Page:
Vadim Antonov's Grail
05 Jan 1999 21:45:54 +0100
>>>>> "David" == David Jeske <firstname.lastname@example.org> writes:
David> On Tue, Jan 05, 1999 at 07:15:25PM +0100, Laurent Martelli
>> Something like Lisp's lists seem sufficient to build any data
>> structure that you may dream of.
David> a stream of bits is sufficient to build any data-structure
David> you may dream of, yet it might not be the right abstraction
David> for the job.
David> Lisp's lists are not suited to building any data-structure,
David> for reasons that yourself pointed out with a C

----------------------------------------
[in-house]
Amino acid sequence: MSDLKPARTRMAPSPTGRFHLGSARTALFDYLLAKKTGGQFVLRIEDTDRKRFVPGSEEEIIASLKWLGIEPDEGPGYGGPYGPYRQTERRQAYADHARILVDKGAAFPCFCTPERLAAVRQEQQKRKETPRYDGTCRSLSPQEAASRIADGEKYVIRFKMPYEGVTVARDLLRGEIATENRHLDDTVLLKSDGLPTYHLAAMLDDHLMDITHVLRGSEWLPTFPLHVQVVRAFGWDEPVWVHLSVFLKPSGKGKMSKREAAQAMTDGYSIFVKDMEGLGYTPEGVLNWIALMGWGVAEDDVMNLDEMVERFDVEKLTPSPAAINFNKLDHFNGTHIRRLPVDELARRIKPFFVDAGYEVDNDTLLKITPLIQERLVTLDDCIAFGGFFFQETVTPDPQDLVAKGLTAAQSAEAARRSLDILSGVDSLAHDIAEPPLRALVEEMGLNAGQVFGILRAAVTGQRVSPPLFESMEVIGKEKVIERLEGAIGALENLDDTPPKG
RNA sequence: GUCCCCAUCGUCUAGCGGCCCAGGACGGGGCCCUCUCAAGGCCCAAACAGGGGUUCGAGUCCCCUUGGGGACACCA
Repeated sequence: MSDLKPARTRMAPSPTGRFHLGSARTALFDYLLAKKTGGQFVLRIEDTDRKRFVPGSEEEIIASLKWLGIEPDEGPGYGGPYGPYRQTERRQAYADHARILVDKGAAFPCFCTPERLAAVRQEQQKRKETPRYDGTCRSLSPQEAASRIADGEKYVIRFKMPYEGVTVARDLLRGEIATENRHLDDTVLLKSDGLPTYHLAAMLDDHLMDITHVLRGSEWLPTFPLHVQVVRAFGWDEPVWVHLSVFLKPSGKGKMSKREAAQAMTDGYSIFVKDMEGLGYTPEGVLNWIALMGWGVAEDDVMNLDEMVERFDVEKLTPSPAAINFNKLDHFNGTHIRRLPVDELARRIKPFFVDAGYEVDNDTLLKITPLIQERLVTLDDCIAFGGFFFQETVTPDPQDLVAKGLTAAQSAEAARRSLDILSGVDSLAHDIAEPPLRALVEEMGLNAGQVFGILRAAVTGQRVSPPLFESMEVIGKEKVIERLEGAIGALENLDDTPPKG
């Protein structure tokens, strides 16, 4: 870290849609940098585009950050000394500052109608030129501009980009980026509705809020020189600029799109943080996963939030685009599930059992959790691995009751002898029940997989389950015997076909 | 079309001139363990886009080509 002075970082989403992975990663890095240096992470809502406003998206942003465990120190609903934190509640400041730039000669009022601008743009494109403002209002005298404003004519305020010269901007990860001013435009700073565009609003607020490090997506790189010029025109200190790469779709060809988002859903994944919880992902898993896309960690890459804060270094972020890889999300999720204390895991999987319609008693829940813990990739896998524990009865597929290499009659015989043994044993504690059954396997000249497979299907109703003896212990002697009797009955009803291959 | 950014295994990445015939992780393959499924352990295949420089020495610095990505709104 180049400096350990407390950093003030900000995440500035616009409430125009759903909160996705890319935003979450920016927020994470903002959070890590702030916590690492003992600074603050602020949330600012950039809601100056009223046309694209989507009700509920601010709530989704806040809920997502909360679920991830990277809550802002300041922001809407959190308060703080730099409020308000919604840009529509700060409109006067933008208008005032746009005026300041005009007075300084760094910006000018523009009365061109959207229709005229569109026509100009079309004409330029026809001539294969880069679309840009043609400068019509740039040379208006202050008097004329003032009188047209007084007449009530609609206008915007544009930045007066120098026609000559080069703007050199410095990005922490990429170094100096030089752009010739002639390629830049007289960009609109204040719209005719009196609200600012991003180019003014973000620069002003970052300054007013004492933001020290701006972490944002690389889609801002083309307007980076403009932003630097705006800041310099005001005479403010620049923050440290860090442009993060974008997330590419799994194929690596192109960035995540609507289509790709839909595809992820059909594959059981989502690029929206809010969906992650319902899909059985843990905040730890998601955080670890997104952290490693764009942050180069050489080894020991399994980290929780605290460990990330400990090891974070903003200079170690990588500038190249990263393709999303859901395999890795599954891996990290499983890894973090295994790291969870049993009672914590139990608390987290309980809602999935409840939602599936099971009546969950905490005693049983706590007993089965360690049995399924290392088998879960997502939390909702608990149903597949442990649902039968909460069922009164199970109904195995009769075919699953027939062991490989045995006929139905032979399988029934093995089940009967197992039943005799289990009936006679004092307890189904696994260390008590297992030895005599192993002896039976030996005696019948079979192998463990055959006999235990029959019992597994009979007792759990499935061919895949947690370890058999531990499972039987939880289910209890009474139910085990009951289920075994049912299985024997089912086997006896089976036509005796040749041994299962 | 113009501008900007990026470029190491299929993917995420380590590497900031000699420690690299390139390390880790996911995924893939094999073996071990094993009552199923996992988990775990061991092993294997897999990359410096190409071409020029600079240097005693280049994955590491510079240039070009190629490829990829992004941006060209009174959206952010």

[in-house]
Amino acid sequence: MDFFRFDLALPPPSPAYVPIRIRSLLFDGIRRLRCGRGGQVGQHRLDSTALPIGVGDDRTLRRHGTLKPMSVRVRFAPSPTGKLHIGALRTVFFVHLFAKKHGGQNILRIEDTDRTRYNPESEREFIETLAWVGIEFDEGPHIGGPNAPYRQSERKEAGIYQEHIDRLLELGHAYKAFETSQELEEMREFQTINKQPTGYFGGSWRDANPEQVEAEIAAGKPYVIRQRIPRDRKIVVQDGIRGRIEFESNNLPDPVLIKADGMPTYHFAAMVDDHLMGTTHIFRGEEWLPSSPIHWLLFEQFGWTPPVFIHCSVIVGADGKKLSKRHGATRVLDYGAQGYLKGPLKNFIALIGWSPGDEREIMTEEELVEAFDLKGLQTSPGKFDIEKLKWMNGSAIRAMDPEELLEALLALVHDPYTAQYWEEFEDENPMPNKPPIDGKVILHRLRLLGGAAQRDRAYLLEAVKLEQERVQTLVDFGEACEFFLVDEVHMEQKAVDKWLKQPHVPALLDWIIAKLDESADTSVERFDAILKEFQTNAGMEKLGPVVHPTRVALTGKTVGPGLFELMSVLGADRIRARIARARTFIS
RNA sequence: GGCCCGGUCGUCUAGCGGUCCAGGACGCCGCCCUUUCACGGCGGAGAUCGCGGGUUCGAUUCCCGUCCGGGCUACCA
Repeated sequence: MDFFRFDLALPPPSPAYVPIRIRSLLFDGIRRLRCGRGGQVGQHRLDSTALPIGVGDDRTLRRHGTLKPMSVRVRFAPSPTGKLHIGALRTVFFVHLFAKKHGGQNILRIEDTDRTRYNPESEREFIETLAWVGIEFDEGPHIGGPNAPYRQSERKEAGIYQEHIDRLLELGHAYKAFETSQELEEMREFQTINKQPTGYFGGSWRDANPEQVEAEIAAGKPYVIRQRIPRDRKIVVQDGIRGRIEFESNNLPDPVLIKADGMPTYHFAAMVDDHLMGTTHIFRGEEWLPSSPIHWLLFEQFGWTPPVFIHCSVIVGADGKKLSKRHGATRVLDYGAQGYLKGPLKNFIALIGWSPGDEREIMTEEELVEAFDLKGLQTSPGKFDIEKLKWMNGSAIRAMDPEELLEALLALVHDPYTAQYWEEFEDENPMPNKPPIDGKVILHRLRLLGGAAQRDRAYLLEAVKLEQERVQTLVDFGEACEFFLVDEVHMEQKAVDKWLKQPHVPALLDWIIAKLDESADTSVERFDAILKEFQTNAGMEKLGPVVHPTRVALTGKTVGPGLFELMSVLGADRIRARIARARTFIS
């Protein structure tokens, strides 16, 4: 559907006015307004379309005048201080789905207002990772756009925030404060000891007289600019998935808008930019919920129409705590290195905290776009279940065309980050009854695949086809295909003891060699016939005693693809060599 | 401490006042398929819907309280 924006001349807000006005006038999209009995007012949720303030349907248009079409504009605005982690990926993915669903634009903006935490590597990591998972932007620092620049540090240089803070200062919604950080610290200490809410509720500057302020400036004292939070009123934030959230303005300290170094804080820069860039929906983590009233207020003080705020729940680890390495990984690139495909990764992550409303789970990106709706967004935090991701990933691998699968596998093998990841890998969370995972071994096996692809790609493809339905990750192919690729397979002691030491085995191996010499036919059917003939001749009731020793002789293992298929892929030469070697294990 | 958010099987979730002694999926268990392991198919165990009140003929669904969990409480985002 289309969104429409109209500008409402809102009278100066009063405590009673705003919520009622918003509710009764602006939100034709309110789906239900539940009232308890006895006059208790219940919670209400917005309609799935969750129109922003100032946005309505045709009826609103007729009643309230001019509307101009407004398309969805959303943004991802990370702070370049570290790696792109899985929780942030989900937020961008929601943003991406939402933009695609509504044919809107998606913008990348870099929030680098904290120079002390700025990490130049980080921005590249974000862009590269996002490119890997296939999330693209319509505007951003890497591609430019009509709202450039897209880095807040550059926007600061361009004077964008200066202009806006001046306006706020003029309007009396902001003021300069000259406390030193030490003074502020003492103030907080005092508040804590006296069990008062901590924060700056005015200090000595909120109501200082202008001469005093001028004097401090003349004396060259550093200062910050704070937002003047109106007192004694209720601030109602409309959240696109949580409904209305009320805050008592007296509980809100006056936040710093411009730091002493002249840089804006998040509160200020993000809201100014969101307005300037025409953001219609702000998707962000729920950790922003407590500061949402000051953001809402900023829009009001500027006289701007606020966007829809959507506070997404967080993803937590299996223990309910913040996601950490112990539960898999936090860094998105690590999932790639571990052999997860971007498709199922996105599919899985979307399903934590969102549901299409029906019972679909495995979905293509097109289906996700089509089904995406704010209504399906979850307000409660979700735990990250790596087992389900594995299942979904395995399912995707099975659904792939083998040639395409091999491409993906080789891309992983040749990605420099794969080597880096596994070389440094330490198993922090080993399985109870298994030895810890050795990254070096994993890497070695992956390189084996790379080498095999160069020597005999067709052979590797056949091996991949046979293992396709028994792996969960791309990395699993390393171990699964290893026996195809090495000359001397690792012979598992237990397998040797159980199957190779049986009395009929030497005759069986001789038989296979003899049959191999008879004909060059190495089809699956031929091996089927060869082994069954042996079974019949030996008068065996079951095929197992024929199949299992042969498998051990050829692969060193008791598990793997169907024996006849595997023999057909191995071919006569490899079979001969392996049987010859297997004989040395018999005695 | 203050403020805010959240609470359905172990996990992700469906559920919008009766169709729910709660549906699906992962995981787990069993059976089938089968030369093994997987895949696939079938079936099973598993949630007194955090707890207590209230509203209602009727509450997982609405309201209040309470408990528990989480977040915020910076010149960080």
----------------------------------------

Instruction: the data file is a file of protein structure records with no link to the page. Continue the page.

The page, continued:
David> example. Just like your exmple of not being able to extract
David> parallelism out of a C for() loop because the for loop
David> implies sequential execution, there are optimizations which
David> you can not extract out of a list in Lisp because of the
David> things it implies.
David> What if I don't need the 'order' that a LISP list provides?
David> Too bad, it's there anyhow. If I build something like an
David> associative array out of lisp lists, it will be riddled
David> with implications which were not relevant.
This seems to be a consequence of the underlying physical memory that
is used. But anyway, since every access to data structures are done
via a function call, you can simulate unordered collections even if
they are implemented via ordered ones.